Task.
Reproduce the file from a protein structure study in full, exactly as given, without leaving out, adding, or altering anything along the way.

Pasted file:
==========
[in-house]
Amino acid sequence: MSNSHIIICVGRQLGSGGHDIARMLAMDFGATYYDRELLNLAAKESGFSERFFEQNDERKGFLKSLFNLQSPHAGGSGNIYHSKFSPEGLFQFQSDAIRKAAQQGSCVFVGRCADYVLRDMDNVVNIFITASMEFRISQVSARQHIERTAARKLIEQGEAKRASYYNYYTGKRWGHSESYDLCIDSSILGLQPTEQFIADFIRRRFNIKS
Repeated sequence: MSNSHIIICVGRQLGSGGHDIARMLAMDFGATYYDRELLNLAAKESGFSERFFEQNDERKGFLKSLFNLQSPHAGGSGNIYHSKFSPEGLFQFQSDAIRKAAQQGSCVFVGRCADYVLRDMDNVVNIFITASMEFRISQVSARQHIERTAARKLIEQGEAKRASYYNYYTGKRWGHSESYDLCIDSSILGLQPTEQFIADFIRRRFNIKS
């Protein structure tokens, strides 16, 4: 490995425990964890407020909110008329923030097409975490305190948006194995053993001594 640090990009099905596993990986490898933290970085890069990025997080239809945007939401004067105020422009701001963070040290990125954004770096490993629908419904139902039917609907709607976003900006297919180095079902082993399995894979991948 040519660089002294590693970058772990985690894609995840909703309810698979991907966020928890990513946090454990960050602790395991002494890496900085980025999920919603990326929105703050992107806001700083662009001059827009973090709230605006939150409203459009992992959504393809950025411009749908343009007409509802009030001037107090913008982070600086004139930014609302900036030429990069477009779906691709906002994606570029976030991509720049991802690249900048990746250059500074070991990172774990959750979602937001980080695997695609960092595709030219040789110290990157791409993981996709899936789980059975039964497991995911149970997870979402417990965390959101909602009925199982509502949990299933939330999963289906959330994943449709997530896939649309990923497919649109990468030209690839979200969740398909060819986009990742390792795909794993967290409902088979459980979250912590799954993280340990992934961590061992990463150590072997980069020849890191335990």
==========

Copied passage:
[in-house]
Amino acid sequence: MSNSHIIICVGRQLGSGGHDIARMLAMDFGATYYDRELLNLAAKESGFSERFFEQNDERKGFLKSLFNLQSPHAGGSGNIYHSKFSPEGLFQFQSDAIRKAAQQGSCVFVGRCADYVLRDMDNVVNIFITASMEFRISQVSARQHIERTAARKLIEQGEAKRASYYNYYTGKRWGHSESYDLCIDSSILGLQPTEQFIADFIRRRFNIKS
Repeated sequence: MSNSHIIICVGRQLGSGGHDIARMLAMDFGATYYDRELLNLAAKESGFSERFFEQNDERKGFLKSLFNLQSPHAGGSGNIYHSKFSPEGLFQFQSDAIRKAAQQGSCVFVGRCADYVLRDMDNVVNIFITASMEFRISQVSARQHIERTAARKLIEQGEAKRASYYNYYTGKRWGHSESYDLCIDSSILGLQPTEQFIADFIRRRFNIKS
């Protein structure tokens, strides 16, 4: 490995425990964890407020909110008329923030097409975490305190948006194995053993001594 640090990009099905596993990986490898933290970085890069990025997080239809945007939401004067105020422009701001963070040290990125954004770096490993629908419904139902039917609907709607976003900006297919180095079902082993399995894979991948 040519660089002294590693970058772990985690894609995840909703309810698979991907966020928890990513946090454990960050602790395991002494890496900085980025999920919603990326929105703050992107806001700083662009001059827009973090709230605006939150409203459009992992959504393809950025411009749908343009007409509802009030001037107090913008982070600086004139930014609302900036030429990069477009779906691709906002994606570029976030991509720049991802690249900048990746250059500074070991990172774990959750979602937001980080695997695609960092595709030219040789110290990157791409993981996709899936789980059975039964497991995911149970997870979402417990965390959101909602009925199982509502949990299933939330999963289906959330994943449709997530896939649309990923497919649109990468030209690839979200969740398909060819986009990742390792795909794993967290409902088979459980979250912590799954993280340990992934961590061992990463150590072997980069020849890191335990």